On the Bookstore page, as well as price reductions ($4.50 or $5.00 reduction), I state also why I will not be using PayPal though I originally wanted to–transaction fees, which if were implemented would mean I would have to charge more for the books purchased through OmegaBooks. It is inconvenient to have to mail a check or cash or money order, but I would rather charge less for the books than up the price for convenience sake. Besides, credit card information can be hacked, quite easily these days. Privacy matters!

And sorry about the mislabeling of Biblical Reference Episodes Three, Four, and Five! This has been corrected.

The Prodigal Band Trilogy Original Deleted Scenes, Part Four

Welcome to another episode of the scenes and sections that were deleted from the original OmegaBooks self-published ‘Prodigal Band Trilogy’ novels.

In the previous deleted episode, Ger, the girlfriend and future wife of prodigal band singer Erik, and Jarris, the wife of bassist Keith, were taking a break from starring in a movie in Hollywood, discussing an escapade featuring Laurie, the girlfriend and future wife of band guitarist Jack. Gossip. In this episode, taking place after the UK ban of the group has been lifted and the band returns to their homes, Ger, a model with the Morreson Modeling Agency, is being offered a much more ‘fashionable’ scene that would make her an idol to millions of teens and women seeking the latest fashion trends. The deal would also put her on the same celebrity A-list as her man, Erik. The scene takes place in April, 1991 at the Morreson Agency, and features jeans designer Sybil and entertainment promoter Colin Darnell, who is featured in a previous snippet as the ban on the band is lifted also featuring Jack and Laurie. This episode was originally within Chapter Five of Battle of the Band.

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The Prodigal Band Trilogy Character Snippets: Tom, the Drummer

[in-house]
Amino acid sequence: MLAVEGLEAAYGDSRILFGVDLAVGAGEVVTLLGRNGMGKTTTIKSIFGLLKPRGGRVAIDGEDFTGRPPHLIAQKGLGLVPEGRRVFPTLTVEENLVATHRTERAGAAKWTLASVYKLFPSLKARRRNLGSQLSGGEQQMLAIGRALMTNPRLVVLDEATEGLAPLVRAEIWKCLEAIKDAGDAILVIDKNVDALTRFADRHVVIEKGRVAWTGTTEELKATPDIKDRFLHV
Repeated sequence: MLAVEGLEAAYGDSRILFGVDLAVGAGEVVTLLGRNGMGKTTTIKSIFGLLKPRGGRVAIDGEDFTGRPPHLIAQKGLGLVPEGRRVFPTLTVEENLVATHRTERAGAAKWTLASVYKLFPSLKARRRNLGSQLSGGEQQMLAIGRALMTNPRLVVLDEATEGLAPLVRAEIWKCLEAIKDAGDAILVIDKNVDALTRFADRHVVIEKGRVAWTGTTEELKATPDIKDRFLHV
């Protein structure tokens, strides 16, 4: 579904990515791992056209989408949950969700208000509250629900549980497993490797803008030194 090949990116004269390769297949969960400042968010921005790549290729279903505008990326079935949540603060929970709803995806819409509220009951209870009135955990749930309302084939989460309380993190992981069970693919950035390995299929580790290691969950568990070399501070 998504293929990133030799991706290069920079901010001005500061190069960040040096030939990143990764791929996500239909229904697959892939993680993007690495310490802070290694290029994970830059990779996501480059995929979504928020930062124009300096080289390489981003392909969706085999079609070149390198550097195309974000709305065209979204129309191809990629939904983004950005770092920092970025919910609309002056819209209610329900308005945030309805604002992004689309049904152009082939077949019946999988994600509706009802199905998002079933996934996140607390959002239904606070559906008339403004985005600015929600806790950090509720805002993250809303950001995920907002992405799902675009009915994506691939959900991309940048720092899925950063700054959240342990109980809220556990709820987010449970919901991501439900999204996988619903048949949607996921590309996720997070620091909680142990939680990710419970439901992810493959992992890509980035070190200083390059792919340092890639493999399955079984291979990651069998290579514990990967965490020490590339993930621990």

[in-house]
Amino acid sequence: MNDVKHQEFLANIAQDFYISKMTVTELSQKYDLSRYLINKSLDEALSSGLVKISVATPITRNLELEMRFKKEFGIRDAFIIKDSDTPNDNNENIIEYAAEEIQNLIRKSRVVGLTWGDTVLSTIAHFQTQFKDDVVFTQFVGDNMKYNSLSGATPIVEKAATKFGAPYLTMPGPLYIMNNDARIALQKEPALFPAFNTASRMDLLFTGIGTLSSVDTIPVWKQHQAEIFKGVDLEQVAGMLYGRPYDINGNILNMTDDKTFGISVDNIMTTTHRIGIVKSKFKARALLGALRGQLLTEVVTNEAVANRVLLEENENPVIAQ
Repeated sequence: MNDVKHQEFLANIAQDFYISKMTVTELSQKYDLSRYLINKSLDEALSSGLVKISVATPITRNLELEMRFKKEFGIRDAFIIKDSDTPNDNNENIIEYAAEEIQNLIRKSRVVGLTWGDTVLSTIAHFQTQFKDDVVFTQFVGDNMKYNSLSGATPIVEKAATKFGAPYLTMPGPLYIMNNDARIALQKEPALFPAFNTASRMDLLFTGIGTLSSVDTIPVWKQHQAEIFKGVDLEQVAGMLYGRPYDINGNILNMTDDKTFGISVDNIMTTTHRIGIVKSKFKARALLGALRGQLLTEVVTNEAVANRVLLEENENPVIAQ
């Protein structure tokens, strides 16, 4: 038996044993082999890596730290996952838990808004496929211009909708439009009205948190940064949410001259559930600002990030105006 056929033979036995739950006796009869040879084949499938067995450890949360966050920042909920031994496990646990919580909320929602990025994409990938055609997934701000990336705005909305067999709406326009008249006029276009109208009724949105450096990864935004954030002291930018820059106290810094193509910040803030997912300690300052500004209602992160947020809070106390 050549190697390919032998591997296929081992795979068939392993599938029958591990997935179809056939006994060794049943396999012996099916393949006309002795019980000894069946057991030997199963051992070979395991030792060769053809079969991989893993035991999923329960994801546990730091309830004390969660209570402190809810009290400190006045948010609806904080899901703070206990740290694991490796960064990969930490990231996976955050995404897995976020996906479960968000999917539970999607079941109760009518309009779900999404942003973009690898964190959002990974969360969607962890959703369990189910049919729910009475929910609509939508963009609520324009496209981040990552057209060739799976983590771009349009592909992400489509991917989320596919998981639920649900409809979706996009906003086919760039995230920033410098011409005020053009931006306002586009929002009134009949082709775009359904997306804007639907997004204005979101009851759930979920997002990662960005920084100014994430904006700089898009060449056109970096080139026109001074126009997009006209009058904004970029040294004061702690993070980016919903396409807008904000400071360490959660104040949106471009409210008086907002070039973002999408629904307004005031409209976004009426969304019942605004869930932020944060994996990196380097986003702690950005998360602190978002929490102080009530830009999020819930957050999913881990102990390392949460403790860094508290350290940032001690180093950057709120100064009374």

Sorry this post is late…no internet for 24 hours, went up about 1 p.m. today…

Now that the holidays are about over, next up is Tom, the drummer. Of all the band members, Tom was the most difficult to characterize and has that ‘walking contradiction’ feel. On the one hand he grew up extremely poor, son of indentured servants, in a true slum section called the Hovels; on the other hand, he surrounded himself with jet-setting celebrities and sons and daughters of aristocracy. On the one hand he was a loner of sorts and tended to show up at gigs and band meetings late; on the other hand he could only be himself surrounded by his band mates, their women, or roadies. On the one hand he loved to argue–with his antagonist Mick, but also with his band manager, his woman, a princess, and other friends among the jet-setters; on the other hand he has no truly discordant agenda with the group and seeks no attention within the group. And, when he is bored with his jet-set entourages, he travels the world meeting ‘real’ people (such as Sherpas in Nepal, African tribesmen in Tanzania, and Muslims in Morocco), and loves mountain climbing (but not skiing). One minute he’s an arrogant pretender among those he considers phonies, and the next minute he’s as humble as a celebrity could get. He pretends to ‘channel’ the so-called ‘god’ Corion using one form of ‘persona’ and then meets ‘real’ people and becomes an activist of sorts, and even converses with good spirits. He even paid off all indentured debt in his hometown of Walltown.